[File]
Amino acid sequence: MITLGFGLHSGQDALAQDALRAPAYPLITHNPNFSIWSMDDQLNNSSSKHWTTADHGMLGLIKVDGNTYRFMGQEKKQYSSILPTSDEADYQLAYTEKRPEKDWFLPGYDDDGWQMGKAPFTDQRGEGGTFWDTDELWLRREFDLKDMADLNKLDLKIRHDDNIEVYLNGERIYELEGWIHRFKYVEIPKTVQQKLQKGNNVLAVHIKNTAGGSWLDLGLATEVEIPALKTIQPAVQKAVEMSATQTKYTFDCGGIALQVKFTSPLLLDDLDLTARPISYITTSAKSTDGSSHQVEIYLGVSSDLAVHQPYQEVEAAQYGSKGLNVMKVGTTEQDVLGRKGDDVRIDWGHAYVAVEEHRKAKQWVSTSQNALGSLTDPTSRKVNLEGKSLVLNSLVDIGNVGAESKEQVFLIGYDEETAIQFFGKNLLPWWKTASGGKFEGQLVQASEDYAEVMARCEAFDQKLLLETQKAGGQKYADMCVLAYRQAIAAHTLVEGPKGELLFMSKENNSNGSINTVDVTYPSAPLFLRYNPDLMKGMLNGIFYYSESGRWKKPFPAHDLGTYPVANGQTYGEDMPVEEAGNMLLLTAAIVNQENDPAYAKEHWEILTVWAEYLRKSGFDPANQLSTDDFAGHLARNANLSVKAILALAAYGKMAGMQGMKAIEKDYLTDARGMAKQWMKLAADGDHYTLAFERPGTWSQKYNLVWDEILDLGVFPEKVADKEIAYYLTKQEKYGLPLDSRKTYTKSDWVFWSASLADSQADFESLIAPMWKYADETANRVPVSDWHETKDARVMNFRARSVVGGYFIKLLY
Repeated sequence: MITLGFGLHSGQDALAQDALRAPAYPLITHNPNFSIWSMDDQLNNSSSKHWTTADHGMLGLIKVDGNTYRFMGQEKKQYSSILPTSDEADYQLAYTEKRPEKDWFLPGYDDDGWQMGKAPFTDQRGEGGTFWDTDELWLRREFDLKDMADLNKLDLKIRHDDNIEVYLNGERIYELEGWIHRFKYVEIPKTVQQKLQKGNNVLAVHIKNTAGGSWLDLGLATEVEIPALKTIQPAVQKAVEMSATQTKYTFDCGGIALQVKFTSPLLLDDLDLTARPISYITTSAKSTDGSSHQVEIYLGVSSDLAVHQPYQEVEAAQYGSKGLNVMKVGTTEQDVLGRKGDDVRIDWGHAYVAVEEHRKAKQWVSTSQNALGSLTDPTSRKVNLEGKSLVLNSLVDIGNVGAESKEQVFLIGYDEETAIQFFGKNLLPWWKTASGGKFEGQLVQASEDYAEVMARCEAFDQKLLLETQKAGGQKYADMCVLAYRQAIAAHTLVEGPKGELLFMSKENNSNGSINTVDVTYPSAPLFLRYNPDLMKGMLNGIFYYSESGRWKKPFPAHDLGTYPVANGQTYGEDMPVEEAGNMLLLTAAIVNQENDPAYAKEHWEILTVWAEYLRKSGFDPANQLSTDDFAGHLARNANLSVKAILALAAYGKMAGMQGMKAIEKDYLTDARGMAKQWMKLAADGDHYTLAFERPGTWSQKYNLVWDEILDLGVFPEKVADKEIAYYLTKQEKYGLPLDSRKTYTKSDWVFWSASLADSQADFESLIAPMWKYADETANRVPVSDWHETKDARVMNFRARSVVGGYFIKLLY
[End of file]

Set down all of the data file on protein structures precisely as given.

Amino acid sequence: MITLGFGLHSGQDALAQDALRAPAYPLITHNPNFSIWSMDDQLNNSSSKHWTTADHGMLGLIKVDGNTYRFMGQEKKQYSSILPTSDEADYQLAYTEKRPEKDWFLPGYDDDGWQMGKAPFTDQRGEGGTFWDTDELWLRREFDLKDMADLNKLDLKIRHDDNIEVYLNGERIYELEGWIHRFKYVEIPKTVQQKLQKGNNVLAVHIKNTAGGSWLDLGLATEVEIPALKTIQPAVQKAVEMSATQTKYTFDCGGIALQVKFTSPLLLDDLDLTARPISYITTSAKSTDGSSHQVEIYLGVSSDLAVHQPYQEVEAAQYGSKGLNVMKVGTTEQDVLGRKGDDVRIDWGHAYVAVEEHRKAKQWVSTSQNALGSLTDPTSRKVNLEGKSLVLNSLVDIGNVGAESKEQVFLIGYDEETAIQFFGKNLLPWWKTASGGKFEGQLVQASEDYAEVMARCEAFDQKLLLETQKAGGQKYADMCVLAYRQAIAAHTLVEGPKGELLFMSKENNSNGSINTVDVTYPSAPLFLRYNPDLMKGMLNGIFYYSESGRWKKPFPAHDLGTYPVANGQTYGEDMPVEEAGNMLLLTAAIVNQENDPAYAKEHWEILTVWAEYLRKSGFDPANQLSTDDFAGHLARNANLSVKAILALAAYGKMAGMQGMKAIEKDYLTDARGMAKQWMKLAADGDHYTLAFERPGTWSQKYNLVWDEILDLGVFPEKVADKEIAYYLTKQEKYGLPLDSRKTYTKSDWVFWSASLADSQADFESLIAPMWKYADETANRVPVSDWHETKDARVMNFRARSVVGGYFIKLLY
Repeated sequence: MITLGFGLHSGQDALAQDALRAPAYPLITHNPNFSIWSMDDQLNNSSSKHWTTADHGMLGLIKVDGNTYRFMGQEKKQYSSILPTSDEADYQLAYTEKRPEKDWFLPGYDDDGWQMGKAPFTDQRGEGGTFWDTDELWLRREFDLKDMADLNKLDLKIRHDDNIEVYLNGERIYELEGWIHRFKYVEIPKTVQQKLQKGNNVLAVHIKNTAGGSWLDLGLATEVEIPALKTIQPAVQKAVEMSATQTKYTFDCGGIALQVKFTSPLLLDDLDLTARPISYITTSAKSTDGSSHQVEIYLGVSSDLAVHQPYQEVEAAQYGSKGLNVMKVGTTEQDVLGRKGDDVRIDWGHAYVAVEEHRKAKQWVSTSQNALGSLTDPTSRKVNLEGKSLVLNSLVDIGNVGAESKEQVFLIGYDEETAIQFFGKNLLPWWKTASGGKFEGQLVQASEDYAEVMARCEAFDQKLLLETQKAGGQKYADMCVLAYRQAIAAHTLVEGPKGELLFMSKENNSNGSINTVDVTYPSAPLFLRYNPDLMKGMLNGIFYYSESGRWKKPFPAHDLGTYPVANGQTYGEDMPVEEAGNMLLLTAAIVNQENDPAYAKEHWEILTVWAEYLRKSGFDPANQLSTDDFAGHLARNANLSVKAILALAAYGKMAGMQGMKAIEKDYLTDARGMAKQWMKLAADGDHYTLAFERPGTWSQKYNLVWDEILDLGVFPEKVADKEIAYYLTKQEKYGLPLDSRKTYTKSDWVFWSASLADSQADFESLIAPMWKYADETANRVPVSDWHETKDARVMNFRARSVVGGYFIKLLY